The ‘Share a Coke’ campaign has truly proven successful in helping Coke develop their brand loyalty. The 2014 marketing initiative was adapted from the 2011 Australian campaign of the same name, specifically targeting the millennial generation, and has gained a lot of positive attention throughout the summer, increasing traction on social media platforms in the US. According to Networked Insights, 95% of consumers had positive/neutral reactions to ‘Share a Coke’ and Coke reported over 125,000 posts across all digital channels at the start of August. Now as the campaign comes to an end, here’s a closer look at why Coke’s campaign stood out this summer…
One probable psychological explanation as to why the campaign was received so positively by consumers is the Name-Letter Effect. Unsurprisingly, research by social psychologists suggests we associate positive emotions with our names, and generally prefer our initials over other letters in the alphabet. Furthermore, studies show that the Name-Letter Effect causes us to select products and services that share our initials (not to mention our full names). Applying the Name-Letter Effect to my experience, it becomes obvious why I strongly identified and connected with the brand when I saw my name on the bottle in the vending machine.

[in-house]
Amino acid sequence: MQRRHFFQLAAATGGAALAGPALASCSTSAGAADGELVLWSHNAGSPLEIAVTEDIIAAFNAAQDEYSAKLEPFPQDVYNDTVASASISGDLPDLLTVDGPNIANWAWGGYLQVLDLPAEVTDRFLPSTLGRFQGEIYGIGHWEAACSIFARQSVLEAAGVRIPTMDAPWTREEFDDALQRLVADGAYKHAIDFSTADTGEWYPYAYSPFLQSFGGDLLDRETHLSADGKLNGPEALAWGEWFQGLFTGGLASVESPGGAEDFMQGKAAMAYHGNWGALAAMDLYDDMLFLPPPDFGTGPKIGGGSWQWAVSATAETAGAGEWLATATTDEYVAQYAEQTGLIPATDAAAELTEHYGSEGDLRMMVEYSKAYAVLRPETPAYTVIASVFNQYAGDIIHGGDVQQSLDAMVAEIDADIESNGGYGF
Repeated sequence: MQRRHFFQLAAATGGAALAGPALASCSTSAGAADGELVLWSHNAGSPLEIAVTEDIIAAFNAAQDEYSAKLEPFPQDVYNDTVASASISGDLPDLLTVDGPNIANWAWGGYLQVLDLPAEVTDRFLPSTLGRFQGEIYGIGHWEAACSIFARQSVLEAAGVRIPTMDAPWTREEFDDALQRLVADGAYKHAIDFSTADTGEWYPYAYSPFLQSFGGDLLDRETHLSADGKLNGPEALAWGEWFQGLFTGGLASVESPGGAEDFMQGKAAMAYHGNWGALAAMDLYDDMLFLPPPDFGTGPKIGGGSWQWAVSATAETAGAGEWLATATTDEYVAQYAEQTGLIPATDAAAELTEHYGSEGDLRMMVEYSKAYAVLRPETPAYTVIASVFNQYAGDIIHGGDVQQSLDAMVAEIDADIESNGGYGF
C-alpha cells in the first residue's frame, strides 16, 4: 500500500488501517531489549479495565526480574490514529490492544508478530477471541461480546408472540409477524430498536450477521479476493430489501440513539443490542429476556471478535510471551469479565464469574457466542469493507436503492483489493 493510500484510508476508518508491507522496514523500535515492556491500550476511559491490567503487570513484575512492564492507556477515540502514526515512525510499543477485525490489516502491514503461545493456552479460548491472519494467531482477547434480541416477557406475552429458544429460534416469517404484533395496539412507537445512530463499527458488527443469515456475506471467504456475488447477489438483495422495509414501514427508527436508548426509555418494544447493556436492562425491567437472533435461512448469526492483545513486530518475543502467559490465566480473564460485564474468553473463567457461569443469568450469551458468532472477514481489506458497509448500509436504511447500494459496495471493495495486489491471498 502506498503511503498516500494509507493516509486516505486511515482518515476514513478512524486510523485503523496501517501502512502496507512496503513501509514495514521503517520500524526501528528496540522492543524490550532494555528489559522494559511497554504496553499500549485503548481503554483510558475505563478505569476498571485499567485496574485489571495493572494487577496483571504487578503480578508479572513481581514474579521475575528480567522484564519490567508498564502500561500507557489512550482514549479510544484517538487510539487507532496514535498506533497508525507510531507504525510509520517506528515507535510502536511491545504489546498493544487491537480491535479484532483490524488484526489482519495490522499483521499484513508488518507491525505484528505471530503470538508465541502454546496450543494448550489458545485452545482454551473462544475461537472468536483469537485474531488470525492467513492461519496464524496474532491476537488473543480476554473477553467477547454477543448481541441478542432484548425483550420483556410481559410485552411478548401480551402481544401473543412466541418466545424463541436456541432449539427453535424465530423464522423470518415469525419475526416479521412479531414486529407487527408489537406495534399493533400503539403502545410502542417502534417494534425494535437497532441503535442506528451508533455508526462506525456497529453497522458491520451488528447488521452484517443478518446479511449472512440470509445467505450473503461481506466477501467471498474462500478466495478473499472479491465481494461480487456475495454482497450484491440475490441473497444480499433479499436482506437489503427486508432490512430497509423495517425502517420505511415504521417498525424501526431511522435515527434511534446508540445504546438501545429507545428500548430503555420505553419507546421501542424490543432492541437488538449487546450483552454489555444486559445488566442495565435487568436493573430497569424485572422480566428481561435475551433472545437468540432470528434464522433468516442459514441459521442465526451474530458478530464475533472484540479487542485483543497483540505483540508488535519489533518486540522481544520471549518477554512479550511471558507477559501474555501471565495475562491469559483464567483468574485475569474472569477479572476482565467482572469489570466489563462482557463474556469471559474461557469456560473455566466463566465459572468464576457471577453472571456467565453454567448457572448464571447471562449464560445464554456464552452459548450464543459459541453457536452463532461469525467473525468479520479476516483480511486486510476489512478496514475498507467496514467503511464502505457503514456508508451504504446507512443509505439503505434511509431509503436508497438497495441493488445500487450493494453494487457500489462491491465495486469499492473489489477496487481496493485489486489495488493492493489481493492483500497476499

It is important to note the positive influence high levels of personal identification within consumers can have on brand loyalty when viewing a campaign. I think it is safe to say that all companies want their brands to not only be purchased, but loved and valued above all others in their category amongst consumers. In an ideal world, companies want consumers to connect with their brands on such an individual level that they conceptualize the branded products as an extension of them as a person. Any brand an individual deeply associates with then becomes a means of self-definition, as well as a way to outwardly express themselves to others. This is commonly known as Self-Brand Connection, and describes the ultimate ideation of brand-loyalty.
The key takeaway here is that companies should strive to develop clever marketing strategies that cause consumers to view brands as an important facet of their life, and not just a simple, impersonal product. Reflecting on this as it relates to the ‘Share a Coke’ campaign, I don’t think there is a better way to build Self-Brand Connection than replacing the name of a product with those of its’ consumers.